Former President Jimmy Carter’s legacy can best be summed up like this: His presidency was about peace and the common good. The Baptist minister and peanut farmer turned politician is best known for his philanthropic and civil rights work post-presidency.
An avid supporter of Habitat for Humanity, Carter’s appearances in the news are generally related to helping someone else get a foot up. He has repeatedly said his biggest accomplishment as President is that under his watch, US soldiers didn’t fire a single shot or drop any bombs.
“We kept our country at peace. We never went to war. We never dropped a bomb. We never fired a bullet. But still we achieved our international goals,” Carter said in 2011.
“We brought peace to other people, including Egypt and Israel. We normalised relations with China, which had been non-existent for 30-something years. We brought peace between US and most of the countries in Latin America because of the Panama Canal Treaty. We formed a working relationship with the Soviet Union.”
So with a greedy real estate developer who constantly threatens other nations with nukes, what advice would Carter give to Trump?
“I pray that he would keep our country at peace and not exaggerate or exacerbate the challenges that come up with North Korea, in Russia or in Syria,” Carter told the Associated Press. “I hope he realizes very profoundly as I did, and as other presidents have done, that any nuclear exchange could involve catastrophe for all human beings.”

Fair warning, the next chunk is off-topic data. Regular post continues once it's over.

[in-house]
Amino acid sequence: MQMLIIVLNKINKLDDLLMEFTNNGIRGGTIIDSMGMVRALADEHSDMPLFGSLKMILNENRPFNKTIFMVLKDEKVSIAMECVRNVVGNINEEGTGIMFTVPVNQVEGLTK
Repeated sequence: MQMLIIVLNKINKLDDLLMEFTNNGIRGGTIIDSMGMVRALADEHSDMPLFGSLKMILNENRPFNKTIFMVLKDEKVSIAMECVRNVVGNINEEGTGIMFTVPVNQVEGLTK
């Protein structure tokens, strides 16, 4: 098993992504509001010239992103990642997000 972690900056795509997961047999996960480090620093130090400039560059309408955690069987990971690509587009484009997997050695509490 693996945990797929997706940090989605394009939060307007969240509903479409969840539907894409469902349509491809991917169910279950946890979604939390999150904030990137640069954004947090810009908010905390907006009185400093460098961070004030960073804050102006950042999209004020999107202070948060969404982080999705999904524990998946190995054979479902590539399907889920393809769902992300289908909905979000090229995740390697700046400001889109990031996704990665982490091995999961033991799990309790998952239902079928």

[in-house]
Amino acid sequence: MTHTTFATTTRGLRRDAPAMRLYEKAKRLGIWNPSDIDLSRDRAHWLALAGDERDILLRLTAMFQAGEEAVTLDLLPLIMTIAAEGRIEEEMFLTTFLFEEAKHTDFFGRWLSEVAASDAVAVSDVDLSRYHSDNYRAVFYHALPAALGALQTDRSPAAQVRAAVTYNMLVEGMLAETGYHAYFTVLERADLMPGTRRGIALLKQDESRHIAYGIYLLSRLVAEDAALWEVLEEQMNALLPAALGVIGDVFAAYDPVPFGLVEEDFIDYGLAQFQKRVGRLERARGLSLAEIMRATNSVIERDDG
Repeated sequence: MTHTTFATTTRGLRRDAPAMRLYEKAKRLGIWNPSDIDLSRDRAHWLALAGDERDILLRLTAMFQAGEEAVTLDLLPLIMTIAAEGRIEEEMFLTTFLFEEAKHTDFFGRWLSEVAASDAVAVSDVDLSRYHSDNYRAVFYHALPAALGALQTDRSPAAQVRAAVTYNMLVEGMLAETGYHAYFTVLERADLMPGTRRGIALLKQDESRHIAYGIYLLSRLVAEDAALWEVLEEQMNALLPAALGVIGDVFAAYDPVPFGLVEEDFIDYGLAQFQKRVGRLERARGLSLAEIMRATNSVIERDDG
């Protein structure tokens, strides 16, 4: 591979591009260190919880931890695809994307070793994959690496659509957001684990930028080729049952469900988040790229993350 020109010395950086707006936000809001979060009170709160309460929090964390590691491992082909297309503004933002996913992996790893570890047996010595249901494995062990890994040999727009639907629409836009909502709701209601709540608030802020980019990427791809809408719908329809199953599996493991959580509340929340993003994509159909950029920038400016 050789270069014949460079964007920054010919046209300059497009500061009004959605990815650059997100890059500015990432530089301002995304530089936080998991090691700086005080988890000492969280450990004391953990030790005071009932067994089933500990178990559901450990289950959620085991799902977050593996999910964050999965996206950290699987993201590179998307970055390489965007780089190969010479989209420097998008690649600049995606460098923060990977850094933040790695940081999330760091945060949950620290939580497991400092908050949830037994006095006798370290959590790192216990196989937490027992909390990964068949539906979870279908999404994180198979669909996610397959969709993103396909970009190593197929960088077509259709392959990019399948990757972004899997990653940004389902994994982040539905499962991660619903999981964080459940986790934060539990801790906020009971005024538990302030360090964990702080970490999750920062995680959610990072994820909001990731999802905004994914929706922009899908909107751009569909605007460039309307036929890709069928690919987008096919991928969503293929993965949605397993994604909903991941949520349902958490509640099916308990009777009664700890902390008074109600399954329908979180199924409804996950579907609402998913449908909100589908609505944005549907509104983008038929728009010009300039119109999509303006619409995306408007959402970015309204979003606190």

“I pray that he will promote human rights, equality among all people, and that he will value the truth.”
But what about Trump’s evangelical base that keeps praying for him to continue attacking pregnant women and LGBT people? They aren’t exactly seeking equality and human rights, after all.
“I took a position of wanting to see balance between Israel and the Palestinians,” Carter said, as he explained that his actions had started the exodus of evangelical Christians to the Republican party. “Evangelicals are naturally inclined from a religious point of view to be loyal to Israel.”
Still, he couldn’t resist pointing out the hypocrisy inherent in their stance, since evangelicals also tend to believe “that the Jews should also all become Christians — that’s not often mentioned.”
The former President added that the Democrats’ positions on LGBT rights and abortion also helped white evangelicals move to the Republican party. It shouldn’t be surprising then that they voted overwhelmingly for Trump despite his obviously inappropriate behavior and garishness.
He thinks the solution is to emphasize equal opportunity and fairness for all as a way of bringing white US Christians to a more “progressive” view of politics.
“There are reasons to have concern for the future,” Carter said, “but the moral principles and ethical principles that have been guiding lights are still there.”
Just don’t look to Trump to flip the switch. Light a match, maybe, but that’s completely different.